While most of us have heard about the dangers of internet scams, how much do you really know? Sure, an email addressing you as “My Dearest Friend” and then informing you that someone dying in Uganda has £60 million they want to give to you is a good clue for most!

However, internet scammers are increasingly becoming more high-tech. Some scammers have even infiltrated large, corporate entities.


BBC News reported that in 2011, the United Kingdom saw a dramatic increase in fraud. According to BBC News, fraud “broke the £2bn barrier in 2011 but this was dwarfed by the levels of fraud that go unreported.” Phishing scams were a prevalent type of fraud; retail and tax frauds in the United Kingdom were also prevalent. Phishing refers to internet scammers fishing for your personal information for their own use.

Avoiding Phishing Scams

If you receive an email asking you for personal information, then you should be wary. Internet scammers frequently use the pretext that something went wrong with a recent transaction. If you suspect foul play, then you easily take proactive steps to protect yourself. For instance, you can research the company’s phone number to verify if there are any issues.

While internet phishing scams are growing, other trends add to this new culture of suspicion. Bob Howard from BBC News explains that many financial institutions are relying on automated systems to reach their customers quicker and more efficiently. Naturally, many individuals are suspicious of automated calls asking them for their personal information. A Nationwide representative urged customers to “key the caller number into the internet to check it” before sharing personal information. Nationwide legitimately use automated calls.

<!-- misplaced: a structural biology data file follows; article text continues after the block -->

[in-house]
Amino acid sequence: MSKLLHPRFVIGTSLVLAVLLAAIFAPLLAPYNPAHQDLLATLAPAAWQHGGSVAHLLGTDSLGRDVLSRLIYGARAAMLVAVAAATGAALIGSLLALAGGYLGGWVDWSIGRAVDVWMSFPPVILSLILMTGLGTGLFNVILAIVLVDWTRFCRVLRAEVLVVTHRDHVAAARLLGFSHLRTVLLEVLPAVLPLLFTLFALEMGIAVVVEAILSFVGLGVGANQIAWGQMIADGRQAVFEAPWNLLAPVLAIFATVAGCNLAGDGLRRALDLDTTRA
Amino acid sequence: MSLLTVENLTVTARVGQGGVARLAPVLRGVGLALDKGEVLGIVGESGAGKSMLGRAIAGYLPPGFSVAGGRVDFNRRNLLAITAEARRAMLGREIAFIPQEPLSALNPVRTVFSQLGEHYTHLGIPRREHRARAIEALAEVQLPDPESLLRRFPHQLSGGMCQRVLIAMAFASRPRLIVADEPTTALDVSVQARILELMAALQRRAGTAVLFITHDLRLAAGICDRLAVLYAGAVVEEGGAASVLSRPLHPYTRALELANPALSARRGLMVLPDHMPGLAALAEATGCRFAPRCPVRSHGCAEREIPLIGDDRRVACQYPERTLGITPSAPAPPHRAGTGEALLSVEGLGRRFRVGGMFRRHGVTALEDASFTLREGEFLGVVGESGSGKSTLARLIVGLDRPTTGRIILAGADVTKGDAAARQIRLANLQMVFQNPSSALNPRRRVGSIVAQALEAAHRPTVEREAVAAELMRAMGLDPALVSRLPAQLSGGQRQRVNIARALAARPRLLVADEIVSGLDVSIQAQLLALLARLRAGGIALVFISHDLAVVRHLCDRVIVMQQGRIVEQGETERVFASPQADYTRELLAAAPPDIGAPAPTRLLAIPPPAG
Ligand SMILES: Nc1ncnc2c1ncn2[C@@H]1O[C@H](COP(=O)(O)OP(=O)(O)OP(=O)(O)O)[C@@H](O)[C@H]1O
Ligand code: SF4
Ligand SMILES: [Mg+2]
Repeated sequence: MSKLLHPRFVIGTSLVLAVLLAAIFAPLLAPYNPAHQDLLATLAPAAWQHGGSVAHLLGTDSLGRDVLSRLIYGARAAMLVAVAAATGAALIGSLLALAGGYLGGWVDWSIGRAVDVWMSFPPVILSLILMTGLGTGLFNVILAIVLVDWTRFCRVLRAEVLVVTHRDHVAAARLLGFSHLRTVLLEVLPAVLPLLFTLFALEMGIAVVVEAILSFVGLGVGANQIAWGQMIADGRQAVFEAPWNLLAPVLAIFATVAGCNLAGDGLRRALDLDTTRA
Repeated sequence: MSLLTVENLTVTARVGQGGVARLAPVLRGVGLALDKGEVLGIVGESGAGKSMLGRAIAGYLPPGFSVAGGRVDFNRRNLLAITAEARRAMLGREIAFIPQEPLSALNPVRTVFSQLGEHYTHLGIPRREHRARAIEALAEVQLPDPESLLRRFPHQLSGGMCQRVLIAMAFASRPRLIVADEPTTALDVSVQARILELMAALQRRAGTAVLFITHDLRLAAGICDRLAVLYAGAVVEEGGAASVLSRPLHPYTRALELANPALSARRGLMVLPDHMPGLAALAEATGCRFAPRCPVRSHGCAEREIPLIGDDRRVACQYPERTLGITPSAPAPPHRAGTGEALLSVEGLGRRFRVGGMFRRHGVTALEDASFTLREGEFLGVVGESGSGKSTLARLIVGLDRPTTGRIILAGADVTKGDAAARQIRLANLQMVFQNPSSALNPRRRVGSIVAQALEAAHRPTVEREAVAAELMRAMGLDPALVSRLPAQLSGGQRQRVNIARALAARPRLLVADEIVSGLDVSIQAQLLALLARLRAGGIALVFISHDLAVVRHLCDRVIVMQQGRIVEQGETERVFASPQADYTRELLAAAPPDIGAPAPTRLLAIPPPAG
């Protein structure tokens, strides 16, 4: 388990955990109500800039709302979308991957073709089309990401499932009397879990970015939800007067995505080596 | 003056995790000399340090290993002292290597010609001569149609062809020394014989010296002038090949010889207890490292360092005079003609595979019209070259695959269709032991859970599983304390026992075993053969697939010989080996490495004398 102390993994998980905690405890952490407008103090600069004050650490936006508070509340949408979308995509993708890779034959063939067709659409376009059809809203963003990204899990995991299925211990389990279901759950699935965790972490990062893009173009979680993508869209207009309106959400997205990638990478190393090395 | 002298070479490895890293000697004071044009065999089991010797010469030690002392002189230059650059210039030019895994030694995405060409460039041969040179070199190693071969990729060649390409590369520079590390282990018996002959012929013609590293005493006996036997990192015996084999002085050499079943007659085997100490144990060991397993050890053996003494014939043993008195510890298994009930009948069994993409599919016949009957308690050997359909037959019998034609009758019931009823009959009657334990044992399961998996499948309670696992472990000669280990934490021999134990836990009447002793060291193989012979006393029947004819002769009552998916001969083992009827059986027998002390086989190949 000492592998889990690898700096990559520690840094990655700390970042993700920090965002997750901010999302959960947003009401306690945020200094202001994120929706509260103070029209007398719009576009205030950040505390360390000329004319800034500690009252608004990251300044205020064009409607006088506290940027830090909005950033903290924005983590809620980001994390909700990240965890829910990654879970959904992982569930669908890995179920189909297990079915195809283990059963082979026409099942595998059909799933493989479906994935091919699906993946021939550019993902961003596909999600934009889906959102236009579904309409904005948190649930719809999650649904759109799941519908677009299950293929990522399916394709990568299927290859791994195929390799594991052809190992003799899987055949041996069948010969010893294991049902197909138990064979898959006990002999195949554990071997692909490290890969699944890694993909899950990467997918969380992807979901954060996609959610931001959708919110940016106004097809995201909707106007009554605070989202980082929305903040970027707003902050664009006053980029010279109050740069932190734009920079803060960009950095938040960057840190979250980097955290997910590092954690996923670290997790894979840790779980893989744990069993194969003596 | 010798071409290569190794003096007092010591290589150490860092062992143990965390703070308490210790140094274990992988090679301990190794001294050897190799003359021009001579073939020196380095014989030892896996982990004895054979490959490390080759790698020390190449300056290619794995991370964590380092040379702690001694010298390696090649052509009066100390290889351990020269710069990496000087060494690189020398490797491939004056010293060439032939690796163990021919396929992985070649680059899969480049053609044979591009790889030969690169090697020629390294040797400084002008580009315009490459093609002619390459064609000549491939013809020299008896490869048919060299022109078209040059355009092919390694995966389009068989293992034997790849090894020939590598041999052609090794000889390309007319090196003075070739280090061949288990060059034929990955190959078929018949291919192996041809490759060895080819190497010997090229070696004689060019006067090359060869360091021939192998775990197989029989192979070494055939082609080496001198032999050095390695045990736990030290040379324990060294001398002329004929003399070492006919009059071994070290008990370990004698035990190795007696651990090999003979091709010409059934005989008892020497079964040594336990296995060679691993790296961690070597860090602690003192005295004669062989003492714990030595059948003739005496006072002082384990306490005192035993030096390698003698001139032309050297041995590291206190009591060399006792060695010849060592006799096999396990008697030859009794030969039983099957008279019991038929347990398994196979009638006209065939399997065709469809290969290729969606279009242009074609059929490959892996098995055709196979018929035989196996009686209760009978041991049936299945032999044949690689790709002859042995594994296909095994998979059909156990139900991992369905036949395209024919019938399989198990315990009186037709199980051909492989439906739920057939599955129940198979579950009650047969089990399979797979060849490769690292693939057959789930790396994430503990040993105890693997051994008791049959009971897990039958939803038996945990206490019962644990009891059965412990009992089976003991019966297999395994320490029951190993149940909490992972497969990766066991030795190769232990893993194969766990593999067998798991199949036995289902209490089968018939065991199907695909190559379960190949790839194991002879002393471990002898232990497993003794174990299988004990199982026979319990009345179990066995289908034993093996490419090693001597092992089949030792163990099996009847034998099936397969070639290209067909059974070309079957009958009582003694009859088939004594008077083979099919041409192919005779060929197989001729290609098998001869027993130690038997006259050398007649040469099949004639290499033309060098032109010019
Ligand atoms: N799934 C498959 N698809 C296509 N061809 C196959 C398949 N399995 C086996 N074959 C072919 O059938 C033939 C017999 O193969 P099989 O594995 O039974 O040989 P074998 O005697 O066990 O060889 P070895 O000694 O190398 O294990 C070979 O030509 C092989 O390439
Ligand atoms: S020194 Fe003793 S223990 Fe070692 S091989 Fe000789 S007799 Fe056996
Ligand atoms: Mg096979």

PayPal: Case Study

While many customers regard PayPal as a trustworthy source, phishing PayPal scams are growing. PayPal internet scammers are after your money and your identity. While the scammers will ask for your personal information via email, PayPal never will. Be wary because scammers will craft professional emails with the PayPal logo and header to trick you. The email will also be sent from a PayPal address. However, you should also check if any other individuals are carbon copied (CC’ed) on that email or if the “reply to” email also comes from PayPal. Scammers might also try to get you to wire them money through PayPal. Many ask you to wire them money before they send you an item. PayPal will never ask you to wire them money; this is an instant scam alert.

ABOUT THE AUTHOR:

Peter has received many accreditation’s including many from the Times Online. As founder of You Could Save (2005) and What Stationers (2007) Peter regularly helps consumers and national organisation ‘save money’. He believes that the only successful way to bring people together online is to provide an open marketplace where people can all work together in a friendly, unbiased environment. You can contact Peter Millikin either through his Google+ account or via his websites.

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